A woman accused of stabbing her boyfriend with a kitchen knife has been cleared of his murder after telling jurors she feared he would kill her.
Elizabeth Hart-Browne, 27, broke down in tears as she was cleared of all charges at the Old Bailey.
Miss Hart-Browne cried “I have just killed the man I love” after stabbing Stephen Rayner, 25, on 17 September in Acton, west London.
The mother of two said he had hit her and grabbed her by the throat.
The court heard that with young children sleeping feet away, she picked up a large kitchen knife and stabbed Mr Rayner, 25, three times, inflicting a fatal wound to the neck.
Mr Rayner staggered outside and collapsed in a pool of blood as neighbours rushed to help.
Meanwhile, Miss Hart-Browne, who worked as a jewellery designer, said she panicked and went back to clean the knife and clear up blood around the television.
When the police arrived at their home, Miss Hart-Browne was hysterical telling officers: “I didn’t mean to do it, I’m so sorry.
“I have just killed the man I love.”
The jury in the six-week trial took 15 hours to find Miss Hart-Browne not guilty of murder.
The court heard a row erupted after Miss Hart-Browne came home from a family party.
Miss Hart-Browne told jurors she regretted not just going to bed when she got home that night. She said if she had, Mr Rayner, originally from Bournemouth, would still be alive.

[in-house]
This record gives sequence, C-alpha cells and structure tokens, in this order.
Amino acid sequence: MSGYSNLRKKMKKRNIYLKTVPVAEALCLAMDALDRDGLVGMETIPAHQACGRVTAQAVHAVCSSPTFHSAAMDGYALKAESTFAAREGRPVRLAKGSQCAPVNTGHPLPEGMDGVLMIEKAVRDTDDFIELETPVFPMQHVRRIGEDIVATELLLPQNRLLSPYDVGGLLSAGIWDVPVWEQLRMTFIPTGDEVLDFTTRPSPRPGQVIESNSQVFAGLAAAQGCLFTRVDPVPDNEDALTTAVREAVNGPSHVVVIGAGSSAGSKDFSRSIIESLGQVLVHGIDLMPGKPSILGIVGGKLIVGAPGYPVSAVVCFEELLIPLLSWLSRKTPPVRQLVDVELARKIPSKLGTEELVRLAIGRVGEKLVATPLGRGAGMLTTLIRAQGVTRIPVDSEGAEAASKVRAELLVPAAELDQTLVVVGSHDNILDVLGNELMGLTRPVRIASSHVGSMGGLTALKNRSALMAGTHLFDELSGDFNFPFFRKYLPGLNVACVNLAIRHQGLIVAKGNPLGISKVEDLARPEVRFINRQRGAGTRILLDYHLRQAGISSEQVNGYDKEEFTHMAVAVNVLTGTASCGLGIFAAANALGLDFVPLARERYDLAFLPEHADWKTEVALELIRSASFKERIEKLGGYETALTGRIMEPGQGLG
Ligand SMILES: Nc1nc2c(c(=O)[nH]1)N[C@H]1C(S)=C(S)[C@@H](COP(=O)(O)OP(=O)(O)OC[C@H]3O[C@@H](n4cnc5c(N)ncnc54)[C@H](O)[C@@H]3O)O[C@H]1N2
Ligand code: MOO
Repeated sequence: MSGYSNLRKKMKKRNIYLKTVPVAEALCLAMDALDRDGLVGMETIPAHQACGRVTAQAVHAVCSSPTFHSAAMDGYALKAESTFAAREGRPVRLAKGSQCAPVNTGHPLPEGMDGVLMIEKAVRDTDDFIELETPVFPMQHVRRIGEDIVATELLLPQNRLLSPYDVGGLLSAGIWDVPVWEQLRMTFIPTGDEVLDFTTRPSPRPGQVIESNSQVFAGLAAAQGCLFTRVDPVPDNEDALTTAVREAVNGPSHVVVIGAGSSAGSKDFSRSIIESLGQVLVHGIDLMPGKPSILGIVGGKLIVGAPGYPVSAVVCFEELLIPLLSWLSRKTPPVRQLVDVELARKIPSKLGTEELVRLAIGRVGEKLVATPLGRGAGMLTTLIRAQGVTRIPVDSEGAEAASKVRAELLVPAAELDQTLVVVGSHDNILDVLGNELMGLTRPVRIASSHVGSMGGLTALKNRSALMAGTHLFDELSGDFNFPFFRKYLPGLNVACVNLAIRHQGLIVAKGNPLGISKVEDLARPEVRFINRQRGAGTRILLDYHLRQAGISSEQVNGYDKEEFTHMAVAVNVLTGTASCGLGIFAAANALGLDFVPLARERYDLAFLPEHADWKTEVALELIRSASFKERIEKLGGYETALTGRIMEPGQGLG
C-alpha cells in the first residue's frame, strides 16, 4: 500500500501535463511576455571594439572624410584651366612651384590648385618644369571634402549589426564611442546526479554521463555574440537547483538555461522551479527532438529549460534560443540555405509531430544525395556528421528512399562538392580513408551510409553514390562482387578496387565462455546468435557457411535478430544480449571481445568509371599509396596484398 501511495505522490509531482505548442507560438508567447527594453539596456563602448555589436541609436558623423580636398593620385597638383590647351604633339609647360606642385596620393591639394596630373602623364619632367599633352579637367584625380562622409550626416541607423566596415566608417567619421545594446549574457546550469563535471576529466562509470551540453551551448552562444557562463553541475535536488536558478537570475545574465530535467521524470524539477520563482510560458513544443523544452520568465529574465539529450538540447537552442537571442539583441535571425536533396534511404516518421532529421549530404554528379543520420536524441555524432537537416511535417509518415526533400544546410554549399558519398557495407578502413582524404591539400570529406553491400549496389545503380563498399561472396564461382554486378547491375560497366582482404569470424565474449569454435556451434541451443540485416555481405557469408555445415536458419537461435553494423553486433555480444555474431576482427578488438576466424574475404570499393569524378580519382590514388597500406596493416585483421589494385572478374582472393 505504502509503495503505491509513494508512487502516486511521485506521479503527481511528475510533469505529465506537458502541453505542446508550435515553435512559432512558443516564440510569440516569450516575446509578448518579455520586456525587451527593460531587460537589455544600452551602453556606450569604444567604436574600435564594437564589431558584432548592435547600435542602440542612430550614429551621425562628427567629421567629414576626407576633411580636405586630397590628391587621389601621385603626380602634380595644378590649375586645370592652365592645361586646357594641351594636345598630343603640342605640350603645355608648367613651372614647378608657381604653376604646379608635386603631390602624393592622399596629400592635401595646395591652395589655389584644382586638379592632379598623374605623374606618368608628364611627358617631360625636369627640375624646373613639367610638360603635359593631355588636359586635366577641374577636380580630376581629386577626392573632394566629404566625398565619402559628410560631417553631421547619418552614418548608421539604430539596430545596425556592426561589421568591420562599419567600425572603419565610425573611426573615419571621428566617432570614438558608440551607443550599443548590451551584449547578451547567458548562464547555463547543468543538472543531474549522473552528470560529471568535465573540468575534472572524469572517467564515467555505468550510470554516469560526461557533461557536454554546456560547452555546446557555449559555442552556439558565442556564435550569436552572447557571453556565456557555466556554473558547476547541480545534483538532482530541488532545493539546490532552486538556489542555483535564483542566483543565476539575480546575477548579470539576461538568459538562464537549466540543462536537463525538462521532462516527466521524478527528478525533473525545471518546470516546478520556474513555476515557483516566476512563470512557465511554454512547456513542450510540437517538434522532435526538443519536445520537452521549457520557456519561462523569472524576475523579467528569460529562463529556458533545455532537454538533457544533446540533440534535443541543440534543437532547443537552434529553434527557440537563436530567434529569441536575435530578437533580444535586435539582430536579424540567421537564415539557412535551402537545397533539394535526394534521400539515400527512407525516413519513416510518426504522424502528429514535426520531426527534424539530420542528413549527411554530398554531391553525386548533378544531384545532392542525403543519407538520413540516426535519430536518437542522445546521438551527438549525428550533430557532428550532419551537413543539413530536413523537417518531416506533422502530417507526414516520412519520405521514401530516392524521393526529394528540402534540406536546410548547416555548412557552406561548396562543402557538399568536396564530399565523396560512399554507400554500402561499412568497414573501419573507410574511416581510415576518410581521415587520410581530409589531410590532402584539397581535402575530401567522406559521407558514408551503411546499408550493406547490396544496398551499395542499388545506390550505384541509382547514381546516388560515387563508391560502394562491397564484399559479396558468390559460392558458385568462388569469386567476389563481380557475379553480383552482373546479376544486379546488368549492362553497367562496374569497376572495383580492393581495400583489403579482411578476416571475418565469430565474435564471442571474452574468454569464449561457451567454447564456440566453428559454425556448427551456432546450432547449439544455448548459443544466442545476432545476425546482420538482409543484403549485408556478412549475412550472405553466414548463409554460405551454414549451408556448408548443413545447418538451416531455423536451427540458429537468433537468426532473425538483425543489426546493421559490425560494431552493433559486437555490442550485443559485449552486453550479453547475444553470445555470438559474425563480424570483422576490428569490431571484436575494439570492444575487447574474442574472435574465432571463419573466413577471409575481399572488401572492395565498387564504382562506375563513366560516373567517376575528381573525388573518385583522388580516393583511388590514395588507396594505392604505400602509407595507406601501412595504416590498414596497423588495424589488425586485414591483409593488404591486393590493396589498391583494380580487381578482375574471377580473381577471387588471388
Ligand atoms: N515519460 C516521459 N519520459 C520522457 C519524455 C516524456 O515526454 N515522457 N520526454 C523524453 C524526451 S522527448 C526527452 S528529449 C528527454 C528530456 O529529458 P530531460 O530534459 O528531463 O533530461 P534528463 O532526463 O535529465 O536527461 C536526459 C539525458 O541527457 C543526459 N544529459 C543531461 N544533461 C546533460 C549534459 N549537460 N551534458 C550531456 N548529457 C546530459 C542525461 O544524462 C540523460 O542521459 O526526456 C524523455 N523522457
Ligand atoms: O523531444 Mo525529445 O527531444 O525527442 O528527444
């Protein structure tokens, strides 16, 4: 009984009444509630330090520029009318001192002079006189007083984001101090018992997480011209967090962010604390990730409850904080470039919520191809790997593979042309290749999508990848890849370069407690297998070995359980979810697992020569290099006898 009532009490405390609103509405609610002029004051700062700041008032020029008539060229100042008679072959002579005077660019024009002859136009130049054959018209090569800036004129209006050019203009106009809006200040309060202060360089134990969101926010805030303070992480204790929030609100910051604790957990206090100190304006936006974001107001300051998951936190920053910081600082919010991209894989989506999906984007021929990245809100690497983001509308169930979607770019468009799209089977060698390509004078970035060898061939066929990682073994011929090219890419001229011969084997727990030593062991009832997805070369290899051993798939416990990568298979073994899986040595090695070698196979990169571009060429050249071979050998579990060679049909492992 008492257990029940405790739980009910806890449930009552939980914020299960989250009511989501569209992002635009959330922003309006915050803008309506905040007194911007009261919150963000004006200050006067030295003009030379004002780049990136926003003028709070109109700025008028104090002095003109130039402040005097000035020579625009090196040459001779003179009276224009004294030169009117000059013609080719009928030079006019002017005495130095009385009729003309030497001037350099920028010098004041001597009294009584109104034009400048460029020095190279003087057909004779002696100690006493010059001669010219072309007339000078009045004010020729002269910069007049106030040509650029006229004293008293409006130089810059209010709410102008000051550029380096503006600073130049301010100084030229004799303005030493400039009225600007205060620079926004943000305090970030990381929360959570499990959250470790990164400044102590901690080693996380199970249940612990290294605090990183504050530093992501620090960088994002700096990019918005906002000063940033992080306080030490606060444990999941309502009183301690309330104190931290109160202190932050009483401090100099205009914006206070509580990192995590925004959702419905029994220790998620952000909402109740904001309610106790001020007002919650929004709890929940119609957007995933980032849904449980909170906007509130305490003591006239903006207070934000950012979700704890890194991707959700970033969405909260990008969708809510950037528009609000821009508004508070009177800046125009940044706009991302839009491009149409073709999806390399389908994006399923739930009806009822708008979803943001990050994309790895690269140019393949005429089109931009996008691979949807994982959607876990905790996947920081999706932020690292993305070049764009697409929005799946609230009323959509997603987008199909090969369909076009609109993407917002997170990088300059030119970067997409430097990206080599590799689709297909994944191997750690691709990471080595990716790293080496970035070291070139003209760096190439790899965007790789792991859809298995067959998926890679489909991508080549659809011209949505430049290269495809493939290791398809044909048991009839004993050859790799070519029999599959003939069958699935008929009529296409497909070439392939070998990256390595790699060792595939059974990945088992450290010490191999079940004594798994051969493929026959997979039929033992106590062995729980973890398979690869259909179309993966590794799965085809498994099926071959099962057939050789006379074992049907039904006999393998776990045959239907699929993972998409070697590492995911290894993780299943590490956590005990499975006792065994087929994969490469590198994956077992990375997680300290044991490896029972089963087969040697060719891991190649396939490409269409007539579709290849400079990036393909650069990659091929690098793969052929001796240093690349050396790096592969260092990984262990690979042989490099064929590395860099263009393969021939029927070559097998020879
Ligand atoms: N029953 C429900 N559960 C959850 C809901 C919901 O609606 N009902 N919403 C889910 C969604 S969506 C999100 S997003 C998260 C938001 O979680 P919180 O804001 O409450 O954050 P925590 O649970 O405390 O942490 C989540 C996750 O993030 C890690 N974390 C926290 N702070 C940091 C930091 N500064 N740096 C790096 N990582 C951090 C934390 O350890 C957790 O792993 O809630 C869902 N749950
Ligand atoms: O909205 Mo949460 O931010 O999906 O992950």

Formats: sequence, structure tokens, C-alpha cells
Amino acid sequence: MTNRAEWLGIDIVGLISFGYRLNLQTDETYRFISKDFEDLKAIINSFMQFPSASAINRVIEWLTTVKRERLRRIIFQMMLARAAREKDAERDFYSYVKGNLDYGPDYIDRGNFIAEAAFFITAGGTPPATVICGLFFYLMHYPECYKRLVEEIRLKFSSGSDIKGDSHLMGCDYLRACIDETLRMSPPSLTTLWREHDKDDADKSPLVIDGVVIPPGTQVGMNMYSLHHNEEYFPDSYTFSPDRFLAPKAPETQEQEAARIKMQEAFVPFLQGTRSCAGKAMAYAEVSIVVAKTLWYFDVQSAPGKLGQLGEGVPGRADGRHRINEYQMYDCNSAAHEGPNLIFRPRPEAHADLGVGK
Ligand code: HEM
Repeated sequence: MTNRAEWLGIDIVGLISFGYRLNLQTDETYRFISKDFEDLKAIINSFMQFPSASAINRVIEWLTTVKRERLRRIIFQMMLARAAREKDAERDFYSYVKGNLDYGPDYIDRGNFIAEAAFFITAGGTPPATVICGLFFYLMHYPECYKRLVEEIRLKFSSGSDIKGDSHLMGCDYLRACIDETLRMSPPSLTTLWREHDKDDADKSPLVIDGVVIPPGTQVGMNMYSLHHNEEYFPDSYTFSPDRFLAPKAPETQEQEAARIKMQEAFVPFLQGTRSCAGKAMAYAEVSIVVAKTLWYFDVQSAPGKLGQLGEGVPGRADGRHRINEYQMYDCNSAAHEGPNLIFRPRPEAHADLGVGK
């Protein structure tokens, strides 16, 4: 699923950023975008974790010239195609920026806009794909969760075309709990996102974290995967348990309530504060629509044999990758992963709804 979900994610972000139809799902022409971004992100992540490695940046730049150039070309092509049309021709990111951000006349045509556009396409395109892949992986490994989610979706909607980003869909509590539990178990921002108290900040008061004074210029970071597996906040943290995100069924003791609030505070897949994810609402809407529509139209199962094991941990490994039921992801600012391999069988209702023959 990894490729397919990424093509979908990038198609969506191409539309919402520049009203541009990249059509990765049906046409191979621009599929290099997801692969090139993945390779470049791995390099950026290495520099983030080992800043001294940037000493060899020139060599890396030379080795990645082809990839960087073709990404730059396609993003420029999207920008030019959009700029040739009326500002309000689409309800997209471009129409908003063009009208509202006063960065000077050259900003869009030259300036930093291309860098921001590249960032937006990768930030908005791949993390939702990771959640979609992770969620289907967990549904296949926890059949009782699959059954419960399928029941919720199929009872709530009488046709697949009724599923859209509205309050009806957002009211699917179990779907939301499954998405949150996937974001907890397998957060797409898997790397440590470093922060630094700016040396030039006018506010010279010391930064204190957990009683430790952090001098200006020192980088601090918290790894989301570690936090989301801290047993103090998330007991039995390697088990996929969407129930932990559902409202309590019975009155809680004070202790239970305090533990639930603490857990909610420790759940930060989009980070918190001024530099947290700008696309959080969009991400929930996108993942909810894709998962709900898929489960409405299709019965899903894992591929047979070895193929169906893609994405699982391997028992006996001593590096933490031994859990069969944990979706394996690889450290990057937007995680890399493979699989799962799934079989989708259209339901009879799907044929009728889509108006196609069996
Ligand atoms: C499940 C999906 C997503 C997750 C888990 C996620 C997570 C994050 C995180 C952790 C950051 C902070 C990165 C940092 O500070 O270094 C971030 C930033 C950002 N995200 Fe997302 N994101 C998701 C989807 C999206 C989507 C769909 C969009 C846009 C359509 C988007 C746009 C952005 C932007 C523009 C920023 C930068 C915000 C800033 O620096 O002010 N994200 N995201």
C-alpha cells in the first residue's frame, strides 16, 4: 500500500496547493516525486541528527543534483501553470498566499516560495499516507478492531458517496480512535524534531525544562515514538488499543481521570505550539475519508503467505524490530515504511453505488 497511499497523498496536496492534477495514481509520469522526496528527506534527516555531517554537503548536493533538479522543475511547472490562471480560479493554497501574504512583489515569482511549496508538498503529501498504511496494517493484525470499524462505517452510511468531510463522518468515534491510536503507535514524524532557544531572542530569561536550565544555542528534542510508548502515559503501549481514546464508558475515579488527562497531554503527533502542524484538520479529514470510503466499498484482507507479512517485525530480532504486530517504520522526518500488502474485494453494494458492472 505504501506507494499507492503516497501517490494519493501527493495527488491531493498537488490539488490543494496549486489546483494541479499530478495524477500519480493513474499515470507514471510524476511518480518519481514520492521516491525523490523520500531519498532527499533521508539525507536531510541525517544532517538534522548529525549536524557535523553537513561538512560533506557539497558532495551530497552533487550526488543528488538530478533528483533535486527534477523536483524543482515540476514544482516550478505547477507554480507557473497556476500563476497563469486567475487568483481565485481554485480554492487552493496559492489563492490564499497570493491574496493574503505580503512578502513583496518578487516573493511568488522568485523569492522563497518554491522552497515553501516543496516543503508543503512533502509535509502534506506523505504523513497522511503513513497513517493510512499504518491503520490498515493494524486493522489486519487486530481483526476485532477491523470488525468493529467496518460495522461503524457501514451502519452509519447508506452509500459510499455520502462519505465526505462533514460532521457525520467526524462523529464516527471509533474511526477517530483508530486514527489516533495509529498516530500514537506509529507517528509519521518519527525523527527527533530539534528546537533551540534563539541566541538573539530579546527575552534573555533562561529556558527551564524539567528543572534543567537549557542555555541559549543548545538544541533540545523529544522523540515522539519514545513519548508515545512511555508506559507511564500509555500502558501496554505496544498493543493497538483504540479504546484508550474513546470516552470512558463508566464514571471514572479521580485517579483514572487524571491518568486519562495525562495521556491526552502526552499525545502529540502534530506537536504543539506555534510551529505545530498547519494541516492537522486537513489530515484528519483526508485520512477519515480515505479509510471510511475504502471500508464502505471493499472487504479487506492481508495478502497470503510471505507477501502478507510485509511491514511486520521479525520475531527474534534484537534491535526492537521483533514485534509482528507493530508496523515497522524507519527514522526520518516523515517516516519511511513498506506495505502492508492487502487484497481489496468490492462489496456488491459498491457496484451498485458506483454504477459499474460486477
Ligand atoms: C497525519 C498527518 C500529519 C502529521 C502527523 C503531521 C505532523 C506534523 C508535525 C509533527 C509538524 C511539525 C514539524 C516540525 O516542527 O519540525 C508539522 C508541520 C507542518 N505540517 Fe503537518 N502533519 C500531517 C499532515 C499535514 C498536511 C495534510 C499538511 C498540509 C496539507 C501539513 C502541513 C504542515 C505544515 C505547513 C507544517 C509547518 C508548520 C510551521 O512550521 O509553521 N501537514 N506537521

The jury was also told of the couple’s volatile six-year relationship, during which Mr Rayner had attacked the defendant many times.
After one incident outside Liquid nightclub in Uxbridge in 2012, Mr Rayner threatened to throw himself into the Thames and went on to plead guilty to battery.
In 2015, Miss Hart-Browne said she had became so fearful she took out life insurance because “I believed I was in danger of him killing me and I didn’t want my kids to be left with nothing”.
The defendant, who was described as having had a troubled upbringing in Somerset, said her boyfriend would take on the persona of his hero Charles Bronson during his terrifying attacks.
She said: “He had a fascination with Charles Bronson. He liked his aggression.
“There were lots of stories about him attacking prisoners and guards.
“He would take on that persona sometimes when he was angry.
“His whole accent changed, his whole being would change and I couldn’t get through to him.”